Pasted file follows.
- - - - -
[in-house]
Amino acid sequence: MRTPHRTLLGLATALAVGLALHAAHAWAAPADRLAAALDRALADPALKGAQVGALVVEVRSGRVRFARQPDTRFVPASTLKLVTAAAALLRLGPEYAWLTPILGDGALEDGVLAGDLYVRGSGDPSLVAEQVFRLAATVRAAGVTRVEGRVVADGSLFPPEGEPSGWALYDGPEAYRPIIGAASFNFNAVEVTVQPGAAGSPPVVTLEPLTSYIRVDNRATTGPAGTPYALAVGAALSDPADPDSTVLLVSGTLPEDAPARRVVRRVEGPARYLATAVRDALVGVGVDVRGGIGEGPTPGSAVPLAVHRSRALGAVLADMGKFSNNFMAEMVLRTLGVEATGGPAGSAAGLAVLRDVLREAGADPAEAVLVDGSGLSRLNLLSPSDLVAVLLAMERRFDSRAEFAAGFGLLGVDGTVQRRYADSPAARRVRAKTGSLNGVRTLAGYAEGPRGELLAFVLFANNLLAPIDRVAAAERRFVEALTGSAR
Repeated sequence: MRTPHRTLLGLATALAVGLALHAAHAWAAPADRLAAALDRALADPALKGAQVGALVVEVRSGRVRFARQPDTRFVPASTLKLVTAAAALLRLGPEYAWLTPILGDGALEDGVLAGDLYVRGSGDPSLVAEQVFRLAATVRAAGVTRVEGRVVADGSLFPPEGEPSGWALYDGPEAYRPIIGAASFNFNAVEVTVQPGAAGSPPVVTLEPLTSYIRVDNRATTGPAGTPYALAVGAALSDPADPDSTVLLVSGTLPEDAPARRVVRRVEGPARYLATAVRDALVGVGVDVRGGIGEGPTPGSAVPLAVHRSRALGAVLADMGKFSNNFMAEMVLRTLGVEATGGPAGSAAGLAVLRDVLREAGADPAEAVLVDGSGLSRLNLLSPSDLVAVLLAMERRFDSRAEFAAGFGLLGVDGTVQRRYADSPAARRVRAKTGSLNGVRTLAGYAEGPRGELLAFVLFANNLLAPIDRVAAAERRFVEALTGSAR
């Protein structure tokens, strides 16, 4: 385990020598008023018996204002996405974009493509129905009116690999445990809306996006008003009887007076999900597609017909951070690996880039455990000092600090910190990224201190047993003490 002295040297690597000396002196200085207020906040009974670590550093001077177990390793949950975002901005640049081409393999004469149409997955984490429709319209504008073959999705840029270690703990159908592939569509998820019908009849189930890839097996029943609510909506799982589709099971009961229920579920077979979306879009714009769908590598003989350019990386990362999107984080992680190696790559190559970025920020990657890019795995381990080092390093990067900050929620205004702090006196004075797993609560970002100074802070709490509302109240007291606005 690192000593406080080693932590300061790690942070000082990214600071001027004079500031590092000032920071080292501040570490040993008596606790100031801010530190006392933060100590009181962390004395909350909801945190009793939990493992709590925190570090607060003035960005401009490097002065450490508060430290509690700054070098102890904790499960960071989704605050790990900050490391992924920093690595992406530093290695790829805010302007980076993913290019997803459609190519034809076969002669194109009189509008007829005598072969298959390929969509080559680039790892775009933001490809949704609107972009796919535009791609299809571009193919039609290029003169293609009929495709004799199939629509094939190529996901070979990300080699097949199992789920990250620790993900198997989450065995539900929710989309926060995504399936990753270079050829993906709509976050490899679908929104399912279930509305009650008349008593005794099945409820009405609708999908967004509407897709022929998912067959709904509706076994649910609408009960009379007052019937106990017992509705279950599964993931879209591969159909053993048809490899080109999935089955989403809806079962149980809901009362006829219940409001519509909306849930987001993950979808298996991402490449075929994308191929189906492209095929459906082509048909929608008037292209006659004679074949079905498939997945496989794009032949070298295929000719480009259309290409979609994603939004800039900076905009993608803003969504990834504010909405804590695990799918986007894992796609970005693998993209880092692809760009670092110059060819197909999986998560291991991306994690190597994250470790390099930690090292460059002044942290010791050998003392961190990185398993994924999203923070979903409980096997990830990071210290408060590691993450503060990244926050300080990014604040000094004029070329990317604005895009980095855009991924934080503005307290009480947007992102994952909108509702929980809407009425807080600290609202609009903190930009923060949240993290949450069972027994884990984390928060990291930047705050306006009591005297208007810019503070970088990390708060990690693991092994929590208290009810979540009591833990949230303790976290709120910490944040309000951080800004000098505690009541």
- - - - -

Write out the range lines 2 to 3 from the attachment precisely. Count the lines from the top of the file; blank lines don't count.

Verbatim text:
Amino acid sequence: MRTPHRTLLGLATALAVGLALHAAHAWAAPADRLAAALDRALADPALKGAQVGALVVEVRSGRVRFARQPDTRFVPASTLKLVTAAAALLRLGPEYAWLTPILGDGALEDGVLAGDLYVRGSGDPSLVAEQVFRLAATVRAAGVTRVEGRVVADGSLFPPEGEPSGWALYDGPEAYRPIIGAASFNFNAVEVTVQPGAAGSPPVVTLEPLTSYIRVDNRATTGPAGTPYALAVGAALSDPADPDSTVLLVSGTLPEDAPARRVVRRVEGPARYLATAVRDALVGVGVDVRGGIGEGPTPGSAVPLAVHRSRALGAVLADMGKFSNNFMAEMVLRTLGVEATGGPAGSAAGLAVLRDVLREAGADPAEAVLVDGSGLSRLNLLSPSDLVAVLLAMERRFDSRAEFAAGFGLLGVDGTVQRRYADSPAARRVRAKTGSLNGVRTLAGYAEGPRGELLAFVLFANNLLAPIDRVAAAERRFVEALTGSAR
Repeated sequence: MRTPHRTLLGLATALAVGLALHAAHAWAAPADRLAAALDRALADPALKGAQVGALVVEVRSGRVRFARQPDTRFVPASTLKLVTAAAALLRLGPEYAWLTPILGDGALEDGVLAGDLYVRGSGDPSLVAEQVFRLAATVRAAGVTRVEGRVVADGSLFPPEGEPSGWALYDGPEAYRPIIGAASFNFNAVEVTVQPGAAGSPPVVTLEPLTSYIRVDNRATTGPAGTPYALAVGAALSDPADPDSTVLLVSGTLPEDAPARRVVRRVEGPARYLATAVRDALVGVGVDVRGGIGEGPTPGSAVPLAVHRSRALGAVLADMGKFSNNFMAEMVLRTLGVEATGGPAGSAAGLAVLRDVLREAGADPAEAVLVDGSGLSRLNLLSPSDLVAVLLAMERRFDSRAEFAAGFGLLGVDGTVQRRYADSPAARRVRAKTGSLNGVRTLAGYAEGPRGELLAFVLFANNLLAPIDRVAAAERRFVEALTGSAR